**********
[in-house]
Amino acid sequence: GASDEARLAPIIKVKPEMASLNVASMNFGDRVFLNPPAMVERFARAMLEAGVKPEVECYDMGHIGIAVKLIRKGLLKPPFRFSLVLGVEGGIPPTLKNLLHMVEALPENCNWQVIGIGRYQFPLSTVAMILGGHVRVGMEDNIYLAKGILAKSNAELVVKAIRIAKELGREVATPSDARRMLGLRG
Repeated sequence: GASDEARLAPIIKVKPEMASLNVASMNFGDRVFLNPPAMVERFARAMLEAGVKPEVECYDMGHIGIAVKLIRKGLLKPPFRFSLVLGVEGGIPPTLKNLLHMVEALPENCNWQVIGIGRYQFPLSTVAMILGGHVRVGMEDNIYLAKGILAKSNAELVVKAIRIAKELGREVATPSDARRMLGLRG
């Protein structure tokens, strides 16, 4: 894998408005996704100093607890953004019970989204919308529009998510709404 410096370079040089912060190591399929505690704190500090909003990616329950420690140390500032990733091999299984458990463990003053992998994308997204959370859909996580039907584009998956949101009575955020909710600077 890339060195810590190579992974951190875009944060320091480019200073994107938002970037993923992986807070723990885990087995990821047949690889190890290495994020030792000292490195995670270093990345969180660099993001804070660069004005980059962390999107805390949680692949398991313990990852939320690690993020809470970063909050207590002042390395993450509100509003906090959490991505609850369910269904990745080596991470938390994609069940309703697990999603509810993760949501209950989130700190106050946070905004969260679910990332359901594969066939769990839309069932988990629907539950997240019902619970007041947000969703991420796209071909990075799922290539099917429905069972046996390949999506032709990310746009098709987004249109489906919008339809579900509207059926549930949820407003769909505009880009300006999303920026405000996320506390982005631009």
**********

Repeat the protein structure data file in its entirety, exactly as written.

[in-house]
Amino acid sequence: GASDEARLAPIIKVKPEMASLNVASMNFGDRVFLNPPAMVERFARAMLEAGVKPEVECYDMGHIGIAVKLIRKGLLKPPFRFSLVLGVEGGIPPTLKNLLHMVEALPENCNWQVIGIGRYQFPLSTVAMILGGHVRVGMEDNIYLAKGILAKSNAELVVKAIRIAKELGREVATPSDARRMLGLRG
Repeated sequence: GASDEARLAPIIKVKPEMASLNVASMNFGDRVFLNPPAMVERFARAMLEAGVKPEVECYDMGHIGIAVKLIRKGLLKPPFRFSLVLGVEGGIPPTLKNLLHMVEALPENCNWQVIGIGRYQFPLSTVAMILGGHVRVGMEDNIYLAKGILAKSNAELVVKAIRIAKELGREVATPSDARRMLGLRG
């Protein structure tokens, strides 16, 4: 894998408005996704100093607890953004019970989204919308529009998510709404 410096370079040089912060190591399929505690704190500090909003990616329950420690140390500032990733091999299984458990463990003053992998994308997204959370859909996580039907584009998956949101009575955020909710600077 890339060195810590190579992974951190875009944060320091480019200073994107938002970037993923992986807070723990885990087995990821047949690889190890290495994020030792000292490195995670270093990345969180660099993001804070660069004005980059962390999107805390949680692949398991313990990852939320690690993020809470970063909050207590002042390395993450509100509003906090959490991505609850369910269904990745080596991470938390994609069940309703697990999603509810993760949501209950989130700190106050946070905004969260679910990332359901594969066939769990839309069932988990629907539950997240019902619970007041947000969703991420796209071909990075799922290539099917429905069972046996390949999506032709990310746009098709987004249109489906919008339809579900509207059926549930949820407003769909505009880009300006999303920026405000996320506390982005631009």